Yes, the Conservatives need to stagger on past next March. By then, we should be formally out of the European Union. By then, the Corbyn surge ought, if I am right, to be ebbing. By then, despite Mrs May’s best efforts, the Conservative Party might find itself as completely supreme electorally as Tony Blair was until the Iraq War. Indeed, it might find itself electorally supreme without any meaningful challenge from the left.

Unless I have misunderstood the workings of the Labour Party, Mr Corbyn is irremovable by the Blairites. He has the Party membership firmly on his side. If every Jew in the country, plus the entire Conservative membership, joined the Labour Party, the actual or potential Corbynite membership would have the numbers to fight off a challenge. Mr Corbyn is irremovable regardless of how low his party sinks in the opinion polls, or how badly it does in the next election. He seems to have made irreversible changes within the Labour Party. After the next election, the reselection of candidates will have purged the Blairites from Parliament. If he steps down, he will be replaced by another leftist who is likely to be far less attractive.

Or, let us suppose what is presently canvassed in the media – that the existing Parliamentary Labour Party jumps before it is pushed, and defects en bloc to form a latter-day version of the Social Democratic Party. The first version failed because not enough Labour MPs defected, and because it failed to establish itself sufficiently before the 1983 election, and because Margaret Thatcher won the Falklands War, and then scooped the pool of working class moderates. This version would have greater numbers, and we can assume it would have unlimited funding, and perhaps a long time to go before the next election. Still, probably, it would not succeed. David Owen bordered on the charismatic, and no one had a bad word for his performance as Foreign Secretary. Roy Jenkins had at least the public’s affectionate contempt. Keir Starmer, the most likely leader of a new party, is a wooden apparatchik. He wears a suit, and can reel off facts and statistics. But a new party needs more than a line of middle-aged faces who did well under Gordon Brown.

Besides, even if they found themselves down to a dozen Members of Parliament, the Corbynites would keep the existing structures of the Labour Party. They would keep the brand, and that means a lot. And, if they lost all their remaining white working class support, they would keep the non-whites and the public sector vote. Even Mrs May would have trouble losing in these circumstances.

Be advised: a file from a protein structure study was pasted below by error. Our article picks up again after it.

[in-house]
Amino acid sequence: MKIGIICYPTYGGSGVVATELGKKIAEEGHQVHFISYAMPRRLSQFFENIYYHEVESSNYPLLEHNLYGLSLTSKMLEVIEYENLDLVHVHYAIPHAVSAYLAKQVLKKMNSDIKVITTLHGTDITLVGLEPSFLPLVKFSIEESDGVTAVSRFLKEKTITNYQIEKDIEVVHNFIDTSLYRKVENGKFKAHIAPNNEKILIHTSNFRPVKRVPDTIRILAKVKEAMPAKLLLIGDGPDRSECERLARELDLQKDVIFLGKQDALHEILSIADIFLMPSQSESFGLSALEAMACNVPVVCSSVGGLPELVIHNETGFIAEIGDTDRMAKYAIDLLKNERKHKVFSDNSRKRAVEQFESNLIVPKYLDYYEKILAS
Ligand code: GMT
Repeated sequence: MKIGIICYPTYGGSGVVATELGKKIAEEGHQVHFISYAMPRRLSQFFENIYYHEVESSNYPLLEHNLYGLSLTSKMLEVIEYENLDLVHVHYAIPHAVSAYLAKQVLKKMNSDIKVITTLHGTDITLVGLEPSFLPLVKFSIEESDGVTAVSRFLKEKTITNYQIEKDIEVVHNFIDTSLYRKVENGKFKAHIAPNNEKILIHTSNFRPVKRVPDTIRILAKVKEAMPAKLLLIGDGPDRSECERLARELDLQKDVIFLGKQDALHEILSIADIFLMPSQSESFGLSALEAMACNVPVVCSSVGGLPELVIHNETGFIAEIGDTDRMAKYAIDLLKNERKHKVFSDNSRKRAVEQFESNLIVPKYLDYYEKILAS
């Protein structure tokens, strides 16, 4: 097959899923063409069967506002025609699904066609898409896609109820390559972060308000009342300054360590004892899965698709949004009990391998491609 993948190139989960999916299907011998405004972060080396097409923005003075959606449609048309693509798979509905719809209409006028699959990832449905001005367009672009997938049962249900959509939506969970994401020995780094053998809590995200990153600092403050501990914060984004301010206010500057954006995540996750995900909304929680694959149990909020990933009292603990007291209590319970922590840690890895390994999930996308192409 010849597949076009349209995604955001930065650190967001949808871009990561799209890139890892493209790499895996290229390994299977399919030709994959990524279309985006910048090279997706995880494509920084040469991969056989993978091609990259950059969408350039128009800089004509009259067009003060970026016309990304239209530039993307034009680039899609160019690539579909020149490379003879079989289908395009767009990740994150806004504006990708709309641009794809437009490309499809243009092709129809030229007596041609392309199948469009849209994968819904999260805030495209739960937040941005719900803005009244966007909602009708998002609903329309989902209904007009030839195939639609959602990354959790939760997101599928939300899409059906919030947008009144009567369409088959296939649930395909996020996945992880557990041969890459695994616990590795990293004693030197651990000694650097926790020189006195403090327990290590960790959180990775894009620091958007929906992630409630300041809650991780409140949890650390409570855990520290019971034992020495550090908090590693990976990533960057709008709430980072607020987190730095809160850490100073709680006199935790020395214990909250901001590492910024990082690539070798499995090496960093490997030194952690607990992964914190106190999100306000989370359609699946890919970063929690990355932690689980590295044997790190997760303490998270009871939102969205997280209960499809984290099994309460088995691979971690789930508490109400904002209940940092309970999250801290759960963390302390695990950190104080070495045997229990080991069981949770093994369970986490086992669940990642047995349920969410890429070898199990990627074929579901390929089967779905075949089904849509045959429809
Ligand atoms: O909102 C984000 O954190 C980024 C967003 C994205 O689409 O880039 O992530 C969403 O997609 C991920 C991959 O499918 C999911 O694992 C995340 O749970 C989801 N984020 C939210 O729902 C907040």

But the idea is not to look forward to electoral supremacy for the Conservative Party, and then to bask in its glow for the next generation. The idea is to take advantage of the new political space thereby opened to split the Conservative Party, or, if possible, to seize control of the Party. At the 2016 Party Conference, Mrs May delivered first one speech, and then another. Both excited me, so far as they seemed to promise the sort of realignment I had been calling for. If only she had followed through, and if only she had not dissipated the vast political capital gained by calling an election she had no fitness to win, we would not be in our present mess. The fact remains that the approach she outlined in those speeches is the only one that can restore both liberty and tradition in a stable equilibrium.

My conclusion, then, is to hope that I am right, and that Mr Corbyn is a diminishing asset to his followers. If I am right, the hope should be for him to survive these anti-semitism claims, and ensure that the Labour Party really is irreversibly taken by the leftists. That means a lost election and a small Parliamentary Labour Party purged of anyone who has never been photographed wearing a donkey jacket covered in badges. Give us this, and the realignment can begin. Beside this, the rival ambitions of little men like Jacob Rees Mogg and Michael Gove and Boris Johnson are very little things – little things best restrained until someone better emerges.